Research - (2023) Volume 18, Issue 1
Received: 09-Nov-2022, Manuscript No. gpmp-22-79605; Editor assigned: 11-Nov-2022, Pre QC No. P-79605; Reviewed: 21-Nov-2022, QC No. Q-79605; Revised: 24-Nov-2022, Manuscript No. R-79605; Published: 29-Mar-2023
Background: Delivery of fetal head by forceps has many advantages; small uterine and skin incision and no need of fundal pressure exerted on abdomen resulting in patient dissatisfaction.
Objective: to compare the extraction of the fetal head either manually or by Wrigley forceps.
Methods: A prospective cross section comparative study on 90 pregnant women were classified into two groups in 2 different hospitals; 45 women in each group.
Forceps group: Done in the first hospital where Wrigley forceps were used for deliver the fetal head.
Manual group: Done in the second hospital by performing the usual way of head extraction. The outcome of the study was; Expected Pain score, pain score felt with the delivery of the head, uterine extension, injury of uterine vessels, and use of extra stitches.
Results: There was a statistically significant difference between the 2 groups regarding pain score (P<0.05). No statistically significant differences were found between the 2 groups regarding the expectation of pain, unintended uterine extension, injury of the uterine vessel, and need of additional hemostatic stitches.
Conclusion: Wrigley forceps is less painful to the patient during the delivery of the fetal head in cesarean section (CS).
Head extraction; Wrigley forceps; Manual extraction; Pain
Cesarean delivery is one of the most common operative procedures, and the rate of cesarean deliveries has continuously increased .
In the USA, most primary cesarean deliveries are done for dystocia in labor. In these deliveries, the fetal head is engaged, and the lower uterine segment is thinned by the strong contractions of labor. Suppose the fetal head is not deeply engaged in the pelvis. In that case, a transverse lower uterine segment incision is performed, and the fetal head is lifted to the incision level and then delivered easily or with the aid of the fundal pressure of the assistant .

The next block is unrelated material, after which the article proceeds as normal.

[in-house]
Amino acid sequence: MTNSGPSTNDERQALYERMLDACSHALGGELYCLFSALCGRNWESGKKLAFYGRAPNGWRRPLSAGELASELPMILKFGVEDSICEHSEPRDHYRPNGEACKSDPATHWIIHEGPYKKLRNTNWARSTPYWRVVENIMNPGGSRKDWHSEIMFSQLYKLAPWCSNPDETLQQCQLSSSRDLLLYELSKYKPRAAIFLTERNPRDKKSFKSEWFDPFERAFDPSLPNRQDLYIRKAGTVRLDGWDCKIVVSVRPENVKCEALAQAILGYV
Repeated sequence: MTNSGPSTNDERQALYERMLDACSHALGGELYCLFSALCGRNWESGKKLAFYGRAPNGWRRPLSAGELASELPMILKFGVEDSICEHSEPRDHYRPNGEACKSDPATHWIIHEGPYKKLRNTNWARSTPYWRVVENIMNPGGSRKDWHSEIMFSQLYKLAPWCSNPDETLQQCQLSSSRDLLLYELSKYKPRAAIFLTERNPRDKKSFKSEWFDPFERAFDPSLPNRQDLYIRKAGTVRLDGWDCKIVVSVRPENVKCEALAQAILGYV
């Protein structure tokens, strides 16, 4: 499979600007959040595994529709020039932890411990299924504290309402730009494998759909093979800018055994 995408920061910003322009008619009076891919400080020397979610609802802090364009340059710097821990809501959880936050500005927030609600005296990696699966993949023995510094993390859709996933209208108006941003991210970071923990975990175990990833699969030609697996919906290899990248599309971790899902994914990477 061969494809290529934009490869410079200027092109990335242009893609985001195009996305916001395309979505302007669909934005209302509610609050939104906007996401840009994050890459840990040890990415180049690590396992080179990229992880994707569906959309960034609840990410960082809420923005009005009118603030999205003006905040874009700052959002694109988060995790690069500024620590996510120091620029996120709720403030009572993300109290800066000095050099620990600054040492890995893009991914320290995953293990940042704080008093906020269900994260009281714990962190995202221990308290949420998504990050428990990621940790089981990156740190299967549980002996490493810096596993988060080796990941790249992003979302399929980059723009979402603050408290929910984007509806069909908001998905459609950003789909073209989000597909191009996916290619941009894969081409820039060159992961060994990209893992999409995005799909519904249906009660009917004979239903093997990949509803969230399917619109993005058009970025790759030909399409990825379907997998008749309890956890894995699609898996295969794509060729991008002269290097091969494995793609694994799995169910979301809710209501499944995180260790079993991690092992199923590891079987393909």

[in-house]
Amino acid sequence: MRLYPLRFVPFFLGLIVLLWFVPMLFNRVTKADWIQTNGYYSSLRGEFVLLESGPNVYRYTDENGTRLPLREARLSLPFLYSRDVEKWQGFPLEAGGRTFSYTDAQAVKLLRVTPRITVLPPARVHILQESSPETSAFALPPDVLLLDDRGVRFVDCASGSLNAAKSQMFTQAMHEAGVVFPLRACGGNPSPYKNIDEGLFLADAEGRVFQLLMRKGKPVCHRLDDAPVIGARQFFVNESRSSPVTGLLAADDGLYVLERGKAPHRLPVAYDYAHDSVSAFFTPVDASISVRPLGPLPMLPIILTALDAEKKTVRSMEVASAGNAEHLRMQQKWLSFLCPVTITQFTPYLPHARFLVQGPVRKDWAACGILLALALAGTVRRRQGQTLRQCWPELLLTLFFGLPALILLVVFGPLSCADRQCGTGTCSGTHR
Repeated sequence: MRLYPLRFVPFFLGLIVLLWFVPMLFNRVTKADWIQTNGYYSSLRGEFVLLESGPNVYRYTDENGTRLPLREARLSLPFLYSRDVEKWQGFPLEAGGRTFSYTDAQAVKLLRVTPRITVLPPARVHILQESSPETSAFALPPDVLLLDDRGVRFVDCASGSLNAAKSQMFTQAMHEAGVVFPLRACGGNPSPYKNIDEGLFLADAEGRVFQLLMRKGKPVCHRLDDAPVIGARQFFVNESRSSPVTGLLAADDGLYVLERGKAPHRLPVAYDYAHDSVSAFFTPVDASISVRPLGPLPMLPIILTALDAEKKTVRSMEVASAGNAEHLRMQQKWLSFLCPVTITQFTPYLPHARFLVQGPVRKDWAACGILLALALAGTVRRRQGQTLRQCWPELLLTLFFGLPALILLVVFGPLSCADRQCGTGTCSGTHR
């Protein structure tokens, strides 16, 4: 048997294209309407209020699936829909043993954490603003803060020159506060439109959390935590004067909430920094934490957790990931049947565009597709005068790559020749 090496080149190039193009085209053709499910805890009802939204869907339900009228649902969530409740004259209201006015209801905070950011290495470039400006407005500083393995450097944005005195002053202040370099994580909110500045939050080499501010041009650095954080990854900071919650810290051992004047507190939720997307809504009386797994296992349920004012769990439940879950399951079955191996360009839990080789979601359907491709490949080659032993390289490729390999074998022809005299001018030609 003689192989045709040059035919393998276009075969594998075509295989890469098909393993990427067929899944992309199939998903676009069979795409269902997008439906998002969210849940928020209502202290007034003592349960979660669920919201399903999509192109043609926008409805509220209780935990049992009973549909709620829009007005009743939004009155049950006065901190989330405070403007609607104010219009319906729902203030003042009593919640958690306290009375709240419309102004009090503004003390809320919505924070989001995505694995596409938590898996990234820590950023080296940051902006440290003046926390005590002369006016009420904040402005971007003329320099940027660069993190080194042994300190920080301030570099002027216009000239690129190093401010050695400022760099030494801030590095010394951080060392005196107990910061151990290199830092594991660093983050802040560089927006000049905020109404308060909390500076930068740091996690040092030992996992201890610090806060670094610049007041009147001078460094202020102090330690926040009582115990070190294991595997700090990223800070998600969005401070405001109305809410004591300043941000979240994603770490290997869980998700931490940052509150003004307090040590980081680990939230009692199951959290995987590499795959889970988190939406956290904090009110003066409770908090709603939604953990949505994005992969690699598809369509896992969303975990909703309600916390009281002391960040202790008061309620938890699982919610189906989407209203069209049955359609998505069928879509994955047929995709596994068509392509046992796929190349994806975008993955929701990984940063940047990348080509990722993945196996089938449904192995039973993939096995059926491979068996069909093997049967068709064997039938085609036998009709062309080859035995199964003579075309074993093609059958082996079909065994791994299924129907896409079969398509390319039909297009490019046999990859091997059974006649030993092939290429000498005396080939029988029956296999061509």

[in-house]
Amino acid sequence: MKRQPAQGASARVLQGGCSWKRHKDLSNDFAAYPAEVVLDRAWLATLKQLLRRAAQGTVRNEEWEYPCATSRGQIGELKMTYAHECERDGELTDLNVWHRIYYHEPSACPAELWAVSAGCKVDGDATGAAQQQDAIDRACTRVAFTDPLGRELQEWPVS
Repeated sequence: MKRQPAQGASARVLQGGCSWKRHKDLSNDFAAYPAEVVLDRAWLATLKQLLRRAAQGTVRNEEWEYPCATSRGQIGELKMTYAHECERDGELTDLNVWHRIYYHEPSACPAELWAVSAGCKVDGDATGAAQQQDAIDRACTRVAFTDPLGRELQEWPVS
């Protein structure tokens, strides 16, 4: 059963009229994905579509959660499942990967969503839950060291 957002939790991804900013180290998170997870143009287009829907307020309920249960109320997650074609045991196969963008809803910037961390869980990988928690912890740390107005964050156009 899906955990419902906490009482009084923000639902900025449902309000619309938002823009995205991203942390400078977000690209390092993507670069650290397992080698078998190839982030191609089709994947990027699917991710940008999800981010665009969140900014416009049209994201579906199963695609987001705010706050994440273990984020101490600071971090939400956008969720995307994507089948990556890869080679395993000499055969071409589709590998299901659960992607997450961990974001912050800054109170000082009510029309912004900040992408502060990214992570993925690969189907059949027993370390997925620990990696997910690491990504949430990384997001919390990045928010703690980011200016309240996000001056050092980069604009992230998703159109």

Regional anesthesia is now the most convenient way for patients and surgeons. The patients are conscious and alert during the operation and feel the in during assistant fundal pressure .
Many methods have been used to deliver the fetal head during cesarean delivery. The most common is simple manual extraction. The patient perceives the fundal pressure exerted by the assistant to deliver the head as a painful and uncomfortable event .
The study aimed to compare 2 methods for extraction of the fetal head (Wrigley Forceps vs. manual extraction) at the time of cesarean section as regards the patient’s perception of pain and pain scores, an extension of the uterine incision, injury of uterine vessels injury and need of hemostatic sutures.
This prospective comparative trial was conducted at 2 private hospitals in Saudi Arabia. One hospital consultant used Wrigley forceps to deliver the head in group 1, and another hospital consultant used manual extraction of the fetal head (group 2). The ethical committee of both hospitals approved the study, and properly informed consent was undertaken from the patient. The inclusion criteria included patients aged between 18 and 40 years, with any elective CS but with one condition of regional anesthesia. Women with preterm pregnancy, multiple pregnancies, fetal mal-presentation, and congenital fetal malformation were excluded.
All women were informed about the targets of the study. All women gave their informed consent, after which full history was taken, general and abdominal examination, and obstetric ultrasonography was performed to assess gestational age, fetal weight, amniotic fluid, and placental site and to rule out congenital fetal malformation.
Sample size justification
The study included all women fulfilling the inclusion and exclusion criteria who were admitted between January 2020 and June 2020 at the 2 private hospitals.